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News18 » Videos » News18 Shorts

Is TN still over-sensitive about the anti-Hindi movement?

Jun 13, 2012 07:10 PM IST Politics Politics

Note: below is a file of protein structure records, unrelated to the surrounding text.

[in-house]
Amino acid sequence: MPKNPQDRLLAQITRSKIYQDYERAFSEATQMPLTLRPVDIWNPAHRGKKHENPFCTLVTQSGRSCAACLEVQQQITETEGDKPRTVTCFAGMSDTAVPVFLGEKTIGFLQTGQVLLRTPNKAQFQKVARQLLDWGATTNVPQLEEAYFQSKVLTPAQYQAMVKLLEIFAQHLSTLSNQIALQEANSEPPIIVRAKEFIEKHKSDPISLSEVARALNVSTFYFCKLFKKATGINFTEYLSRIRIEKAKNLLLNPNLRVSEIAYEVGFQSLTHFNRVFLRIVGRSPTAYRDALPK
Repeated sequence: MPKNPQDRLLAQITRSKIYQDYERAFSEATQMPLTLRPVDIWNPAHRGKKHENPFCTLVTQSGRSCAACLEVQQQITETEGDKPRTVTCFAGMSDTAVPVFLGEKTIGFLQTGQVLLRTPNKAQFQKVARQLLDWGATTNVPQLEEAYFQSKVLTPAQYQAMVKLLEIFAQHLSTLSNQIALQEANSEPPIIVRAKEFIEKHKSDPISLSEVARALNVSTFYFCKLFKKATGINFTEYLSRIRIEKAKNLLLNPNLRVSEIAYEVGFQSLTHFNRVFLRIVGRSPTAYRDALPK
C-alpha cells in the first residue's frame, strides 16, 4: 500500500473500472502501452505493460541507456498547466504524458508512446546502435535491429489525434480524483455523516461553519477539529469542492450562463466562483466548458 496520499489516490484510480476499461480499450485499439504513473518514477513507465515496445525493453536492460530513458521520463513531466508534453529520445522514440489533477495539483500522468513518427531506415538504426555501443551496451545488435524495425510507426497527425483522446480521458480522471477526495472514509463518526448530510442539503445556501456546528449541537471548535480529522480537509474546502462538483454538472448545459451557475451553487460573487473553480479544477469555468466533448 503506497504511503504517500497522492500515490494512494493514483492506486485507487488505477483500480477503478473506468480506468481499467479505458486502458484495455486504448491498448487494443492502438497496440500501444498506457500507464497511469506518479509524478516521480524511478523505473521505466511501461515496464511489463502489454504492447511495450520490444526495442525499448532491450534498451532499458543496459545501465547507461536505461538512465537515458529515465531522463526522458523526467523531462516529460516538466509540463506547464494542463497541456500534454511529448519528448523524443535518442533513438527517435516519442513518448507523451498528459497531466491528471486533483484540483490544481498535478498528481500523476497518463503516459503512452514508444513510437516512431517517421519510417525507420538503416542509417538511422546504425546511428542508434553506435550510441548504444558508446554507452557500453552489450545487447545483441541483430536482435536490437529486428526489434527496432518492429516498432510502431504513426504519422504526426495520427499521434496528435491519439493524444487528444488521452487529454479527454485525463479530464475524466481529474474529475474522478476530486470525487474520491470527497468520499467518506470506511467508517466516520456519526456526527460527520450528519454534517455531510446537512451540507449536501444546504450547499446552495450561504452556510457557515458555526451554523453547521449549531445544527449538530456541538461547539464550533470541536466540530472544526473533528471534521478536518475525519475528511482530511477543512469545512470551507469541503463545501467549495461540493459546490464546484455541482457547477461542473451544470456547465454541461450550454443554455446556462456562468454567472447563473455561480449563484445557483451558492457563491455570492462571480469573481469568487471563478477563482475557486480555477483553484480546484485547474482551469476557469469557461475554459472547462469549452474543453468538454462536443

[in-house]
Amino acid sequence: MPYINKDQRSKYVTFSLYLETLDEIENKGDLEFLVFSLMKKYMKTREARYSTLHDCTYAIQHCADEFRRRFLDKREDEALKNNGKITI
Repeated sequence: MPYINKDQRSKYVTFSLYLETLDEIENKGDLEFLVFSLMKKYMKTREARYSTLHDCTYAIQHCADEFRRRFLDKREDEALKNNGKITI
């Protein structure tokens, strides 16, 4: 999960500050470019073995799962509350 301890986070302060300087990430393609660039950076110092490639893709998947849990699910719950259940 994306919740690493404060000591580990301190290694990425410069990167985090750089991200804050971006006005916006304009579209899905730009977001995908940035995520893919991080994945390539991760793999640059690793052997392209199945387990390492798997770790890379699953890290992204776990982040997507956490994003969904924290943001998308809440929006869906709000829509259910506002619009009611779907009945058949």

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Just as the Ambedkar cartoon row was fading, a toon on the anti-Hindi agitation in Tamil Nadu in the 60s in a NCERT class XII text book has kicked up another controversy in the state with key UPA ally DMK demanding its removal and other parties joining the chorus. The piece by renowned cartoonist RK Laxman printed in the class XII political science book is seen by the Dravidian parties as showing the student agitators against Hindi in 1965 in a poor light. The question is whether Tamil Nadu is still over-sensitive about the anti-Hindi movement. CNN-IBN Deputy Editor Sagarika Ghose raised the question on her show Face the Nation on Tuesday with a distinguished panel. Following is the transcript of the discussion on Face the Nation. Sagarika Ghose: Yes it is cartoon vs politicians; Again another cartoon row is brewing in Tamil Nadu. Tamil politicians Vaiko and DMK chief Karunandihi have protested strongly against this particular cartoon. Also in the Class 12 NCERT political science textbook, it shows Tamil student protestors, protesting against imposition of Hindi language, with the caption, 'The boy can't read English either'. This is a Laxman cartoon made in the 1960s. Now, in response to the outcry, Union HRD Minister Kapil Sibal has said a committee has already been constituted to review the syllabus. First Ambedkar, now anti-Hindi protests in Tamil Nadu, politicians are just not laughing at cartoons, are they? Is this yet another case of politicians being far too oversensitive, in this case Tamil politicians being oversensitive about the anti-Hindi language protests in Tamil Nadu. Joining us tonight is Khushbu Sundar, member of the DMK as well as an actor. Theodore Baskaran, author and historian, someone deeply involved in Tamil culture. Yogendra Yadav, former Chief Advisor of NCERT, senior fellow of the CSDS. Yogendra Yadav and Suhas Palshikar resigned last month after the cartoon row from the advisory body of the NCERT. And Sudhir Tailang, political cartoonist. Thanks everyone indeed for joining us. Yogendra, I will just read out Vaiko's statement, "The cartoon hurt Tamils' sentiments and insulted student agitators by giving the impression that they didn't know English or Hindi but were demanding English. It was insulting and humiliating to Tamil movements.” How do you respond to that? Yogendra Yadav: Sagarika, it seems that this summer vacation, is a vacation where the nation has decided to entertain itself with text books. The only problem is that no one wants to read the text. Because that would some how spoil the entertainment. This particular cartoon as Mr Vaiko knows very well, he is a very intelligent politician… this particular cartoon figures in a two-page box, which is on the Dravidian movement. For the first time, I think, in the history of the country, a national textbook gives importance to Dravidian movement, introduces it properly. Anti-Hindi agitations' significance has been duly recorded. Having given that, that particular text is accompanied by four elements. There is a biography of Periyar, to my mind one of the few times that students all over the country have been introduced to Periyar. There is a photograph which shows how massive was the strength of anti-Hindi agitation. There is a newspaper clipping which shows that there was opposition to that in north India. And then there is this cartoon which brings out the irony that some of the poor and students coming from disadvantaged sector may not have known English. There is nothing very surprising about it. These elements put together give a message of what that very important movement was. The real irony is that for the first time, Dravid movement in its reality, in its flesh and blood, in its strength has been introduced to the students of this country, and the protest comes from the Dravid movement itself. That's ironic. Sagarika Ghose: It's very ironic indeed. Khushbu of the DMK, the fact is as Yogendra is saying that this cartoon is placed in the context of a lot of detailed information about the Dravid movement, about the anti-Hindi movement which students may not have had. Isn't this just politics? Vaiko is in the political wilderness. He won just two seats in the last Lok Sabha elections. The LTTE has collapsed. He no longer has a Tamil nationalist cause. He has just latched on to anti-Hindi protest as a political ploy. DMK too, humiliatingly defeated, knee deep in scams... Hasn't the DMK just latched on to this issue as an identity political issue? Isn't it all just politics because if you actually bother to read the text book, it is actually very detailed? Khushbu Sundar: Sagarika, I will not be able to speak on behalf of Mr Vaiko because I do not belong to his party. But as far as DMK is concerned, in one of your headlines you have already spoken how important ally DMK is in the Centre. We are a force to reckon with. But we are not going to discuss that. What we are protesting against now at this moment is about the cartoon, not about the context or what is there in the textbook. Yes, the textbook bring about the issue related to anti-Hindi agitation which happened way back in 1960s. Yes it introduces Periyar to the entire nation, all that is agreed. But it is more with that cartoon included in the last page. I think Mr Yogendra has to understand that it is like, ok I'm going to cut your wrist and I'm going to put a bandaid for you and then say its ok, I cut your wrist but I have put a bandaid, so it's fine. I think you can't try to sail on both sides of the boat. You say that you are talking about the Hindi agitation, the movement against Hindi, way back in 1960. This cartoon of RK Lakshman was way back in 1960... and today's generation just has to know as to what the agitation was about. You can't depict a picture of Tamilians or the Dravidian movement, saying that they were not educated, they didn't know how to speak English and for the entire nation, not to Tamil Nadu alone. You can't put south India; you can't put Tamil Nadu in a bad light and say we were uneducated way back in 1960s. We were not, we are not. We are an educated state in our country. One of the most forward thinking states in our country. And I think we just need to understand that this cartoon alone which we are protesting against can definitely bring wrong light to the entire movement which happened in 1960s. Sagarika Ghose: The cartoon is humiliating. Yogendra Yadav: Allow me to say just one thing Sagarika. To say that those who do not know English are uneducated… these are words of Khushbu, Khushbu this is not due to Tamil nationalism. Tamils nationalist say those who do not understand English are uneducated… please honour your Tamil. It is a great language. Khushbu Sundar: Yes, we are proud of that Mr Yogendra. You are the one who has been saying that in the book. You have been giving an explanation that we are bringing Mr Periyar, we are showing agitation, we are showing what Dravidian movement is all about. But at the same time you are depicting a picture which was way back in 1960. Sagarika Ghose: The tone is disparaging. Let me bring in Sudhir Tailang. Then we will get a response from Yogendra as well. Now the point is as Khushbu is saying the anti-Hindi agitation is fundamental to the Dravidian identity. In 1930 several youth lost their lives protesting against the imposition of Hindi. It is the touchstone of the Dravida identity. It is beloved of the Dravida parties. Now to expose school children to a cartoon on the anti-Hindi agitation which lampoons the agitation is some eyes, is a disservice to future generations. You should revere that fear... Sudhir Tailang: Sagarika, number one, I think we are wasting your time in discussing this subject. One of the reasons is that this controversy was put to rest last month in Budget session itself when all the political parties demanded that the Ambedkar cartoon should be banned or removed from the books. At that time Mr Kapil Sibal and Mr Pranab Mukherjee both on the floor of the House had said that not just the Ambedkar cartoon from one particular book, but all cartoons from all the books will be removed. And if need be, all books will be removed as well. So what is the controversy, what are they demanding? These cartoons have already been removed, why are you discussing this subject. Sagarika Ghose: They haven't yet been removed. Sudhir Tailang: It will be removed. I mean what do you want. Pranab Mukherjee has said it on the floor of the House and Mr Kapil Sibal has said it, what more do you want? They just needed an issue. I can draw a parallel between Mayawati's party and the DMK. You know Mayawati recently lost an election and she was looking for an issue, so they thought Ambedkar issue can be used to flare up passions, so that they can use this issue to unite their cadres. The same thing happened to DMK also. Sagarika Ghose: Let me put that to Khushbu and then we can hear from Mr Theodore Baskaran. Khushbu does the anti-Hindi agitation have any resonance with the young people nowadays? Perhaps it did 40 years ago but know with the kind of interaction between north and south India. Surely the hostility to Hindi is not as prevalent as it used to be. Khushbu Sundar: Sagarika, that's why I'm saying, if it doesn't make a difference then why print the picture in this century for the students. Why print the cartoon in the current situation? Sagarika Ghose: Because, it is history. Sudhir Tailang: What's wrong with it? Khushbu Sundar: Excuse me, it is history but there is so much to talk about history. There is so much to speak about history. We are not in the Mughal era. We are not going to tell how Aurangzeb's fingers were cut by Chhattrapati Shivaji. We have been through the history textbooks ourself. But this is something which is still in the current trend. We are not talking about that happened 200, 300 or 400 years back. This is something which happened probably 60 years back. And today's children definitely need to understand that we are living in harmony. And please let me tell you Dravidian movement is something which we are very passionate about. And just because DMK has lost the elections, we do not need an issue to be seen or heard about or spoken about. We didn't start, Mr Vaiko very rightly said about the movement. Very rightly said that you are hurting the sentiments of the Tamilians here. We have no objection to the context. Mr Kapil Sibal and Mr Pranab Mukherjee have said that textbooks and these cartoons will be taken off from next year. So for the next one academic year, students are going to learn about Hindi agitation in Tamil Nadu with that cartoon. We have no objection to the subject. We have no objection to the text. Sagarika Ghose: It is the cartoon you are objecting to. Khushbu Sundar: We definitely believe in freedom of speech. I'm a great fan of RK Lakshman. We have a great political cartoonist Mr Madan in Tamil Nadu himself. I think, we have nothing against these political cartoonists but not in school textbooks. Sudhir Tailang: Sagarika, at one point of time, you know what used to happen was that we used to looked up to politicians to inspire us to draw cartoons. And now they are being inspired by our cartoons. The tables have turned... Sagarika Ghose: What you are saying is that politicians are appearing to be imitating cartoons. But let me get in Mr Baskaran. Let me get in Mr Theodore Baskaran. You know the anti-Hindi agitation is obviously as Khushbu is saying passionate. It is something that is fundamental to the Dravida movement. Someone like you who is steeped in Tamil culture in the language... do you feel that this is still a living issue? Or are politicians just making capital out of it. Theodore Baskaran: First of all it is misleading to call it anti-Hindi agitation. The agitation was not against Hindi. The agitation was against the way it was imposed in 1965, and then at the end of the agitation, Prime Minister Lal Bahadur Shastri said that there will be two official languages in India. And then talking about identity, we are not talking about Dravidian identity, we are talking about Tamil identity which is primordial and long before the Dravidian parties came, that one got this Tamil identity. That's what was touched and affected in 1965. Sagarika Ghose: So you don't believe that this cartoon should be there in textbooks. Should this cartoon be withdrawn therefore? Theodore Baskaran: I certainly think that the cartoon is judgmental and doesn't reflect the nature of the agitation. In 1965, I was in Tamil Nadu and I was travelling… I saw the agitation. To simplify it as shown in the cartoon is not correct. It is misleading. Sagarika Ghose: Right it is misleading cartoon. Let Yogendra respond to Mr Theodore Baskaran, that this cartoon shouldn't have been included because it does not reflect the agitation. Yogendra Yadav: Well, first of all Sagarika, we have people from cinema and literature... I think we must understand something basic. This cartoon is not meant to be displayed as a poster. This is not a banner to be put on a streetlight. This is within a text. A text which says that this particular agitation was so crucial, let me just read one particular sentence (from the text). This is what this text concludes by saying, “Initially seen as a threat to Indian nationalism, regional politics in Tamil Nadu is a good example of the compatibility of regionalism and nationalism.” Now what it does in reaching to this conclusion, it gives four elements. It gives a photograph to show the depth of support for this agitation and it shows this cartoon which brings out an element of irony. It gives the picture and biography of Periyar and it gives a clipping of the opponents of this movement. The trouble is that my friends want this movement to be depicted without any real light, flesh or colour. They want it to be discussed in a plasticky manner. I'm afraid, initially the irony of it was too deep for me. Later on I understood that the friends who object to Ambedkar's cartoon, all my friends who opposed cartoons about politicians and now these friends from Dravidian movement who opposed this cartoon, they all love the text, they all love the book. They say, however, these books should not have any element which can possibly be seen by any of us to be negative. Now this is demanding a depiction of politics minus any real life texture to it. This would be detrimental to understanding of a child. These textbooks are not meant to give official history of Indian nation. These are meant to encourage the child to probe and think and to reflect critically. Sagarika Ghose: That's a very good point. It is about textbooks and the way textbooks are evolving now. Textbooks are designed to teach children to think not to lean by rote. Khushbu respond to what Yogendra Yadav is saying about the school textbook. The fact is students today have to be exposed to modern textbook that teaches them to think, not memorise by rote. The modern textbook is not about the divine infallibility of politicians and an official history. It is about stimulating the young minds to think. Don't you think cartoons like this actually do that? Khushbu Sundar: I would like to remind Mr Yogendra that we are not discussing about somebody from cinema and somebody from politics. I have school going kids and I am really concerned as to what they read and I definitely believe that rather than just mugging up your lines, kids need to understand what they are reading. But at the same time when you are saying that it is going to leave a lasting impact for the life long… these are the school days in which you learn and which leave a lasting impression on one's mind. When you talk about that, a cartoon of this content will let the child think a bit off the track and wonder and think, you know how it is with the kids… Sagarika Ghose: Is it teaching you to disrespect. Are you worried about the disrespect? That kids will learn to disrespect a very important movement. Khushbu Sundar: It is not about the disrespect. I think we need to understand, let's not go in details and give a little clue to the kids or the parents who are watching this programme. Few children who have been reading about this… and they are going to go back to the textbook and try to see what is the cartoon about and try to find their own reasons as to why that cartoon is like that. I'm a very responsible mother, for two school going kids myself. And I think what we show in a text book is going to leave a lasting impression and the visual, what you see with your eyes when you are talking about not mugging up… it's when they read it's mugging up but what they see is also what they grasp. And the picture staying in their mind for a very long time. We have no issues with the text. I think it is brilliant. But the cartoon will make a lasting impact on a child's mind when you talk about Dravidian movement or the Tamil movement. Sagarika Ghose: The cartoon is teaching disrespect. At a time when children are losing respect for the political class for the big movement what shaped Indian politics. Should Indian students be given this lesson in disrespect? Sudhir Tailang: Sagarika, let me say one thing. That ever since this controversy of Ambedkar cartoon came... and before that Mamata Banerjee controversy also... I don't know there is some kind of systematic attacks on cartoons from last three months. Khushbu Sundar: Sorry to interfere, can I just say a word? What happened with Mamata Banerjee is today's politics but what about Dr Ambedkar and this cartoon is related back in 1960s which I don't think we need to… Sudhir Tailang: It is identity politics. You interpret a cartoon to your vested interest. And let me tell you that these children who read these textbooks in schools are not going to be influenced by just these cartoons. You remove these cartoons from textbooks but they will read it from newspapers. These children are not from 1960s. They are the children of 2012. And India has changed since 1960. If you want to live in 1960 you are most welcome. Khushbu Sundar: That's what I'm saying the cartoon was way back in 1960… Sudhir Tailang: Let me give you one more controversy. You know this cartoon, in Ambedkar cartoon they had said that Nehru was whipping Dr Ambedkar. In this cartoon, it shows the student has two stone in his hand and he is going to throw this stone at Rajaji. So all the supporters of Rajaji, please standup. IT is an insult to Rajaji memory. Sagarika Ghose: Let me get in Yogendra. You wanted to come in. Yogendra Yadav: I just wanted to thank Khushbu for saying that she approves the text. Her real fear is that this cartoon might make kids wonder. Number one, these kids are in class 12, they are 17-18, about to vote. Number two, what happens to be seen in the classroom not in television studios... not between politicians, not in Parliament.. and finally Sagarika, let me say if this cartoon makes the child's mind wonder nothing can be better than that. I acknowledge and agree on this show that the purpose of these textbooks is to allow the minds of the students to wonder. To me this is true education, nothing is better than that. Khushbu Sundar: I myself agree you have to allow the child to understand. Sagarika Ghose: Let me just get a word from Mr Baskaran. The fact is as Yogendra said these are 17-18 years old, they are going to be voting in a year's time, why should they not have access to political cartoons....? Sudhir Tailang: I agree with what Mr Yadav said about the text but not about the cartoon. The point about the cartoon we have already made, that it is judgmental and it doesn't reflect the nature of the agitation. That agitation was not just by Dravidians. In fact, Periyar opposed that agitation. So it was by the people of Tamil Nadu. And the issue at stake was Tamil identity. Sagarika Ghose: It's Tamil identity, therefore it should not be disparaged or humiliated. We are completely out of time. Thanks very much Khushbu, Mr Baskaran, Yogendra Yadav, Sudhir Tailang. Thanks very much indeed for joining us.